Jetsy Extrano
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Jetsy Extrano

Expansion is a lowering of the replacement level, so the effect on WAR/162 I figure should be additive (everybody gets +0.3) rather than multiplication (everybody goes up 11%). The old 0 WAR player doesn’t stay 0, he goes up because we brought in a bunch of worse players.

You are pretty robust to this since you narrow to the top 30, but calculating the additive effect might increase the data size and avoid trouble with “top 30” being variable quality over time.

Jetsy Extrano
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Jetsy Extrano

Though you might also have found that I’m wrong about it being additive. If the top 30 are a 5 WAR bunch, your 7.5% is about +0.4 wins. Can a 10% expansion mean you dig down to what were -0.4 WAR players? Hard to buy given the shape of the talent curve: the slew of just-under-0 players in the minors at any given time.

Maybe you found a “good hitters feast on the new bad pitchers” effect or something?

Pirates Hurdles
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Pirates Hurdles

Wait, is it lowering replacement level? The US population has more than quadrupled since 1900 as the pool for MLB players is actually larger now than back then even when more than doubling the number of MLB jobs.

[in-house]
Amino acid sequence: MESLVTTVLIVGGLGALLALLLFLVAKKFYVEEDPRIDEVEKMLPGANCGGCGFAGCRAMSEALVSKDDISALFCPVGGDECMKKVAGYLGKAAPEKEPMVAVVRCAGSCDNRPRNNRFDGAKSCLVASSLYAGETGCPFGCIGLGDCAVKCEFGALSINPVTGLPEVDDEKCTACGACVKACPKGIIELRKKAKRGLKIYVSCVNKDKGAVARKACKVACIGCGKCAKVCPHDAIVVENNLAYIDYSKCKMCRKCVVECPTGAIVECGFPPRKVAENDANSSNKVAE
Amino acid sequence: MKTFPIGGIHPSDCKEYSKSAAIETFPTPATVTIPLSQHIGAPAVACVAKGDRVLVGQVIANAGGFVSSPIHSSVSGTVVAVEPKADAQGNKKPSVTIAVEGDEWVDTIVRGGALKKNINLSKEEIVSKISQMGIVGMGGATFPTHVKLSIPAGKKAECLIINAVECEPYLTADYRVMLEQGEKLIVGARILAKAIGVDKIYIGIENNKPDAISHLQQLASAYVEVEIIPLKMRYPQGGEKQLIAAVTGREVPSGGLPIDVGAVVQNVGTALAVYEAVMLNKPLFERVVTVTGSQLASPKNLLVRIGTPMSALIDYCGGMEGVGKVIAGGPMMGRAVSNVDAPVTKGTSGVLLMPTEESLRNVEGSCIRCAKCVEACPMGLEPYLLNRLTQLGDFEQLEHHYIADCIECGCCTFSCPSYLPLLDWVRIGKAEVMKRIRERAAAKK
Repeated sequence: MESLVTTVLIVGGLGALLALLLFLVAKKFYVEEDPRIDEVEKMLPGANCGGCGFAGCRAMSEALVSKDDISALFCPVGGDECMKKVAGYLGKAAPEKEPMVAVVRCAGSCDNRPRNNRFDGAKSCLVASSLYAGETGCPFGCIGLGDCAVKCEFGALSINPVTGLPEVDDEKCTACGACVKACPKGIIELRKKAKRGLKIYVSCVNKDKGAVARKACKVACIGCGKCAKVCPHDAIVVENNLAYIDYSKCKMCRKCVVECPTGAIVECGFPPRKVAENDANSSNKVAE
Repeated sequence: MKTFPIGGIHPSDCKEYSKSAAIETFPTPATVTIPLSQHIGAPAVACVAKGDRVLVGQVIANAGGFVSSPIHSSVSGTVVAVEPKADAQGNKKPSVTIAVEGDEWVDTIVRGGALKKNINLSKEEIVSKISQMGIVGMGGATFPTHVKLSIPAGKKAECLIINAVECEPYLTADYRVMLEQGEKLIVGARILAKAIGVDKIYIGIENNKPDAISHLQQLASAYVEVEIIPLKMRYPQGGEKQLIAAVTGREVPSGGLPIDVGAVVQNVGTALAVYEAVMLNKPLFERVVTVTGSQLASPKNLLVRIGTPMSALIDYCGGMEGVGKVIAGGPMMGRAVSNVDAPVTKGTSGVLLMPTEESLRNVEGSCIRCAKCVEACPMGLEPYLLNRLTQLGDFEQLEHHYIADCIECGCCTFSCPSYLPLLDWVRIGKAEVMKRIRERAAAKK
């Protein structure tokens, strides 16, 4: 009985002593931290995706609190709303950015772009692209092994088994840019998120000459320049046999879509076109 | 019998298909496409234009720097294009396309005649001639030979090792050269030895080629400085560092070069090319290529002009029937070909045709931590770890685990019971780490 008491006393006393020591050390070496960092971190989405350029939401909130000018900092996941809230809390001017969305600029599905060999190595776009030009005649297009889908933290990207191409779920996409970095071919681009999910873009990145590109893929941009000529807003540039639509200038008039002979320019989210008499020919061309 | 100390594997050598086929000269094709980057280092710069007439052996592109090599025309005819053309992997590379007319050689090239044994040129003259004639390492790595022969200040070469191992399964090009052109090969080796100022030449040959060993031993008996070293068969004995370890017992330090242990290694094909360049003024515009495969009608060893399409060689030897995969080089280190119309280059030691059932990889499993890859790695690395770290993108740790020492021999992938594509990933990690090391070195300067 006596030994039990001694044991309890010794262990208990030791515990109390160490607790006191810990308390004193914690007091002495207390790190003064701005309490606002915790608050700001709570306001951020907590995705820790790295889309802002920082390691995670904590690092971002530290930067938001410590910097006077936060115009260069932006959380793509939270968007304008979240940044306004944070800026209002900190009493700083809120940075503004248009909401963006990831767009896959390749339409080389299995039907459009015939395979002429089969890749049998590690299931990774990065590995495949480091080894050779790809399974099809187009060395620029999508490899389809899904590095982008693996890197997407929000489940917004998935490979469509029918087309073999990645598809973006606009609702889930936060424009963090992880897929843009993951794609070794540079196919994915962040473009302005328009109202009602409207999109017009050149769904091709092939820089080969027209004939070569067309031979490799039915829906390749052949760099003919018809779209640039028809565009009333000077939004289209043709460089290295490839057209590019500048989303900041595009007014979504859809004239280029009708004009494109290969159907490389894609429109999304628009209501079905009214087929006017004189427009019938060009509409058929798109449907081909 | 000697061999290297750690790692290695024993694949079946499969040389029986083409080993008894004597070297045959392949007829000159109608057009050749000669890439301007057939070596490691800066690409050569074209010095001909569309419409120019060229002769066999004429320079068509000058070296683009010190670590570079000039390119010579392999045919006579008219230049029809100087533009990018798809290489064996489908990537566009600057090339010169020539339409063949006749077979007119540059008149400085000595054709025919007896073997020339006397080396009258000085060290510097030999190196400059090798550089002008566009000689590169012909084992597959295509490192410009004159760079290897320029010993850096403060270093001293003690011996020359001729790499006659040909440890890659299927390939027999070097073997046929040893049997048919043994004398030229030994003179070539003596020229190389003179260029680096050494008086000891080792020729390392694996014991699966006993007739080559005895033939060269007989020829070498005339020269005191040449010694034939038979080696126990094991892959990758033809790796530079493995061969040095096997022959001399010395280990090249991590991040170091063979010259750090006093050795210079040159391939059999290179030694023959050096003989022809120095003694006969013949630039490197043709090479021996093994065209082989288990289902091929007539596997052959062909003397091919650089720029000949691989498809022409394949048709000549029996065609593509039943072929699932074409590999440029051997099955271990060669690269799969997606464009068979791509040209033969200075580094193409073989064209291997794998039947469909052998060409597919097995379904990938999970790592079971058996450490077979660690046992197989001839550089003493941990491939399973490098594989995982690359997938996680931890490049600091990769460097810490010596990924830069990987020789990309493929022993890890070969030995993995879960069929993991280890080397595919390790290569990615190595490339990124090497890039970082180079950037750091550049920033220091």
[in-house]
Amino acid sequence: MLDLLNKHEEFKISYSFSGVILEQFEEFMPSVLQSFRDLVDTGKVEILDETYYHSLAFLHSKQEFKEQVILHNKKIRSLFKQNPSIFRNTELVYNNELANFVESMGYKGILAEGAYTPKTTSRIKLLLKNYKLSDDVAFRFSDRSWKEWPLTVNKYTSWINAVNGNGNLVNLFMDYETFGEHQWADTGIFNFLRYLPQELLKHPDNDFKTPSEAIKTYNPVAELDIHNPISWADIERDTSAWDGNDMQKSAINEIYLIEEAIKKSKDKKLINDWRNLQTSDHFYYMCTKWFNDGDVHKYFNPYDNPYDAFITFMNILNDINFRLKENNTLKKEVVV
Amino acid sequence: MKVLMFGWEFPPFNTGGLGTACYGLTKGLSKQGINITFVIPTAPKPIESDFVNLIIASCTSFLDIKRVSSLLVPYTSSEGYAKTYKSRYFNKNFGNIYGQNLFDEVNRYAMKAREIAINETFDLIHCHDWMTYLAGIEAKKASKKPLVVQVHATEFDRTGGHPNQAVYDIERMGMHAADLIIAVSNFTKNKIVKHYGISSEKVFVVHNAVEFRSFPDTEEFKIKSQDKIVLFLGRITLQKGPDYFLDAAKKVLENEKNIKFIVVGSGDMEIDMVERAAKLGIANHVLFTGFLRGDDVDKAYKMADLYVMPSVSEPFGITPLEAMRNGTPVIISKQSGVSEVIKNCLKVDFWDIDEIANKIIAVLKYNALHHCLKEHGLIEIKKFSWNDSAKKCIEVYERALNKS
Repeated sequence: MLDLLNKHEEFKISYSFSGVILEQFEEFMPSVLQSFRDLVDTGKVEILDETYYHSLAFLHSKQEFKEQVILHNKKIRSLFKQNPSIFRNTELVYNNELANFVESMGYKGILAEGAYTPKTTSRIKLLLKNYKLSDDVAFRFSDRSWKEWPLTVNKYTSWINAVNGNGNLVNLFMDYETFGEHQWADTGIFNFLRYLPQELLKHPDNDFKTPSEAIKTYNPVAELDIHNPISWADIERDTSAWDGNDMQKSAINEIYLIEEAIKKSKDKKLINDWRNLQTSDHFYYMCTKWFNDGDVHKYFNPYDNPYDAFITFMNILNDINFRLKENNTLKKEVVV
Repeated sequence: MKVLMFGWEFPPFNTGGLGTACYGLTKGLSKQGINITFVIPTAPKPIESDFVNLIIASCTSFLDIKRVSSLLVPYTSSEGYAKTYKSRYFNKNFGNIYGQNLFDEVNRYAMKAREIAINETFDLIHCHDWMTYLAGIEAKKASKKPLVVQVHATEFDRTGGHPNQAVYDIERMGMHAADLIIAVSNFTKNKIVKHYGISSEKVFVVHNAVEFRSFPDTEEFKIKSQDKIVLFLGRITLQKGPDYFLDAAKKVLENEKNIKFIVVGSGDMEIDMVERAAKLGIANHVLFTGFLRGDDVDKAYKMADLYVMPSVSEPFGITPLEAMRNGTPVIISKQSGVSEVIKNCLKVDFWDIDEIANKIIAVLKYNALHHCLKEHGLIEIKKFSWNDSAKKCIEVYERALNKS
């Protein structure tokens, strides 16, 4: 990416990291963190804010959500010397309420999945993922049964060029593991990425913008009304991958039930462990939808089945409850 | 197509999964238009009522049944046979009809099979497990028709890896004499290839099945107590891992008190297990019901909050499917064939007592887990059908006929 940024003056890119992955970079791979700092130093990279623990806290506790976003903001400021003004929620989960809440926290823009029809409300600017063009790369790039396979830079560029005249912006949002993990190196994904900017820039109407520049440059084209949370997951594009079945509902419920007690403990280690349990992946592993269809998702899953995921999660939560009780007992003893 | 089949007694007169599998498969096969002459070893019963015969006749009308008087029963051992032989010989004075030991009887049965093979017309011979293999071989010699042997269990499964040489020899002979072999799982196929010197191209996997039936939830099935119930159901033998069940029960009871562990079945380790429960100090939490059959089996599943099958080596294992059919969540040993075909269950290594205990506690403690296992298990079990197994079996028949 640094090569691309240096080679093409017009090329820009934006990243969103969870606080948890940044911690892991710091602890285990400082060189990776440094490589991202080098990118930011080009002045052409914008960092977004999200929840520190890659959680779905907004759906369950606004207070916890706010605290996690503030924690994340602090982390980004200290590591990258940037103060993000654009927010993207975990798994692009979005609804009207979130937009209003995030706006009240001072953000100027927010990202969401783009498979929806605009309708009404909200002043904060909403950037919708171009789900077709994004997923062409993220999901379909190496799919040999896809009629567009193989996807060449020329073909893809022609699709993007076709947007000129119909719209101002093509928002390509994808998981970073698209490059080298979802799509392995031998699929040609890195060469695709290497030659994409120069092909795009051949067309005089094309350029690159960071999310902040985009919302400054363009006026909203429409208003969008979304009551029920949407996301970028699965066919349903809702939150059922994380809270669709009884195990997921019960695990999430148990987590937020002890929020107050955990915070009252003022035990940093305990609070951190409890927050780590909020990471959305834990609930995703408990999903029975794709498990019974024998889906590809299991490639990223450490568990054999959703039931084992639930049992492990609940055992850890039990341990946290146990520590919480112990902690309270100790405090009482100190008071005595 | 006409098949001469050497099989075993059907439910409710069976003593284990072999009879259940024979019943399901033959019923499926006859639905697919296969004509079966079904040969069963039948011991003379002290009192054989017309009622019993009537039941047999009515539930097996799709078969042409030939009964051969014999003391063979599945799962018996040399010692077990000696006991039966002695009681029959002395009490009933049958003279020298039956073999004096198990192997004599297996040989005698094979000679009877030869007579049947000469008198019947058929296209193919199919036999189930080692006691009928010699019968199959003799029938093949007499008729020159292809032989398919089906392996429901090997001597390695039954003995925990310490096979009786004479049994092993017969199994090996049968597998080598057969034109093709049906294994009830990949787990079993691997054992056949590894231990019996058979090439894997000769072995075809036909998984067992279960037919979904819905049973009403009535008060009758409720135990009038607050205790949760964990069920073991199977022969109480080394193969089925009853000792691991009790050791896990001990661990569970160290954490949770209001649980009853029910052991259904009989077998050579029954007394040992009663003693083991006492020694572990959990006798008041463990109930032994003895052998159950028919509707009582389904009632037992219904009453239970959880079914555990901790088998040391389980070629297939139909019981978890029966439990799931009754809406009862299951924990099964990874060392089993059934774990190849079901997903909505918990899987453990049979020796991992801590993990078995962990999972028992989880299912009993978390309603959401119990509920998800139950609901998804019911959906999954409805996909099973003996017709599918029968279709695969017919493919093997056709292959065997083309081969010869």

nathanj
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nathanj

While I understand the enticement of social signally premises/articles such as this, I caution restraint with incendiary titles & topics. We may alienate people from our cause (I fear another 4 years of Trump) by re-writing history in this fashion. Of course, African Americans were one of the groups discriminated against in the US/MLB over the course of it’s history. But of course, this narrative ignores all other groups that were discriminated against. For example, Italians were discriminated in baseball/America for a long time. General acceptance sites an inflection point as WWII due to over 1mm Italian Americans fighting for… Read more »